“For Christ died for sins once for all, the righteous for the unrighteous, to bring you to God. He was put to death in the body but made alive by the Spirit” (New International Version 1984, 1 Peter 3:18).
Spring is here, we just celebrated Easter and April 15th (though Tax Day looks like it has been postponed until May 17th) is fast approaching.
Whether you do your own taxes or pay someone to do it for you we all are a bit anxious to hear if we get a refund or have taxes due.
Spiritually, we all have a debt that we cannot pay. As we hopefully heard during an Easter message, “Jesus paid it all!”
That is the reason we go into county jails to share with inmates the good news that Jesus Christ has paid the debt that none of us could pay.
Every inmate wants prayer for an upcoming court date. We gladly pray with them about that concern. Then we are equally concerned about the date that each of us has with God, the Holy and just Judge of every person’s heart.
You really cannot tell someone else about our Advocate, Jesus Christ, unless you personally know the peace and joy of experiencing the lifting of the heavy debt from your own heart and shoulders.
Paul express it this way, “Therefore, if anyone is in Christ, he is a new creation; the old has gone, the new has come! All this is from God, who reconciled us to himself through Christ and gave us the ministry of reconciliation: that God was reconciling the world to himself in Christ, not counting men’s sins against them. And he has committed to us the message of reconciliation” (2 Corinthians 5:17–19).
We will be celebrating cancelled debts and our ministry of reconciliation at our Spring Luncheon is Tuesday, May 11th from 11:30 a.m. to 1:00 p.m. at The Petroleum Club, 100 N. Broadway, Oklahoma City. Individual tickets are $25.00. Tables of four can be purchased for $100.00. For more information and tickets visit our website at ojpm.org, email firstname.lastname@example.org or call 405-917-2242.
“Jesus paid it all,
All to Him I owe;
Sin had left a crimson stain,
He washed it white as snow.”
– Elvina M. Hall
Unleashing the captives,
“When they had finished eating, Jesus said to Simon Peter, ‘Simon son of John, do you love me more than these?’ ‘Yes, Lord,’ he said, ‘you know that I love you.’ Jesus said, ‘Feed my lambs.’” (New International Version 1984, John 21:15).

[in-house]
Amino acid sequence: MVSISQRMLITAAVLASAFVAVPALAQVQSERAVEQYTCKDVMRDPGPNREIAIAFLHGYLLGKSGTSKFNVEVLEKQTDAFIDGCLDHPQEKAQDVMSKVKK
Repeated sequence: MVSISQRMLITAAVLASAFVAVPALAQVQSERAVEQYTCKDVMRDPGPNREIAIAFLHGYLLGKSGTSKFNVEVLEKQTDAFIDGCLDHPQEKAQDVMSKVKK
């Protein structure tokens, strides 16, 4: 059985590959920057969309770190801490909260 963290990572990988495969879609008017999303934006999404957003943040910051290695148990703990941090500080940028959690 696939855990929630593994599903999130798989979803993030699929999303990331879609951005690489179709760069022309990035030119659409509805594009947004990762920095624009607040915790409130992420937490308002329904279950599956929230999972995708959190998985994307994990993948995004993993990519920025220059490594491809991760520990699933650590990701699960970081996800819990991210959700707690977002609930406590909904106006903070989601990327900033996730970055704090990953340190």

Why do the OJPM site chaplains and volunteer chaplains take the gospel to inmates in our county jails?
There are many answers to this question but let me share four with you here.
First, it is Jesus’ command. There are many instances in the Bible but Acts 1:8 is one of the most direct.
Second, it transforms lives. Men, women and youth are reconciled with God, with their families, with victims and with society.
Third, there are seeking hearts in jail. Men, women and youth are waiting and wanting to hear about the claims of Christ and His offer of forgiveness.
Fourth, it is a stewardship of our gifts. Many of our volunteer chaplains are retired men and women who could be taking it easy. They have learned that God has not designed us to do nothing.
Let me introduce you to two people who know the great question of life and have answered, yes!
Keitha Hall and Tom Pace will be honored as the 2021 OJPM Sower Award and Spirit Award recipients at the Spring Luncheon on Tuesday, May 11th at The Petroleum Club, downtown Oklahoma City.
Corporal Hall has served in the OJPM Female Chaplain’s Office on the sixth floor of the Oklahoma County Jail since June of 2002. Hall is a detention officer with the Oklahoma County Jail Trust who sees her responsibilities going beyond the normal job description to minister to the incarcerated ladies.
Pace is a mentor, author and founder and CEO of Oklahoma City based PaceButler. Pace is a sought-after motivational speaker that is as comfortable sharing with students, inmates and civic leaders as well as fellow CEOs. Pace’s book, Mentor: The Kid & The CEO, is especially popular with inmates. Pace has donated thousands of copies of Mentor as well as The Purpose Driven Life by Rick Warren to OJPM that have been distributed throughout the 18 jails in which we minister.
Previous recipients for the Sower Award have been Jay Tompkins, Joe Williams, Argyl & Janel Dick and George Rennix. Previous recipients for the Spirit Award have been Steve Trice, Anthony Jordan, Tom & Kay Hill and Jason Trice.
OJPM uses these awards to acknowledge servants who put their faith into action and have had a significant impact on God’s kingdom through its ministry. The Sower Award is for a ministry volunteer who has served directly to touch the inmates and the Spirit Award is for a financial supporter that has undergirded its outreach and discipleship with the inmates.
The Spring Luncheon is Tuesday, May 11th from 11:30 a.m. to 1:00 p.m. at The Petroleum Club, 100 N. Broadway, Oklahoma City. Individual tickets are $25.00. Tables of four can be purchased for $100.00. For more information and tickets visit our website at ojpm.org, email email@example.com or call 405-917-2242.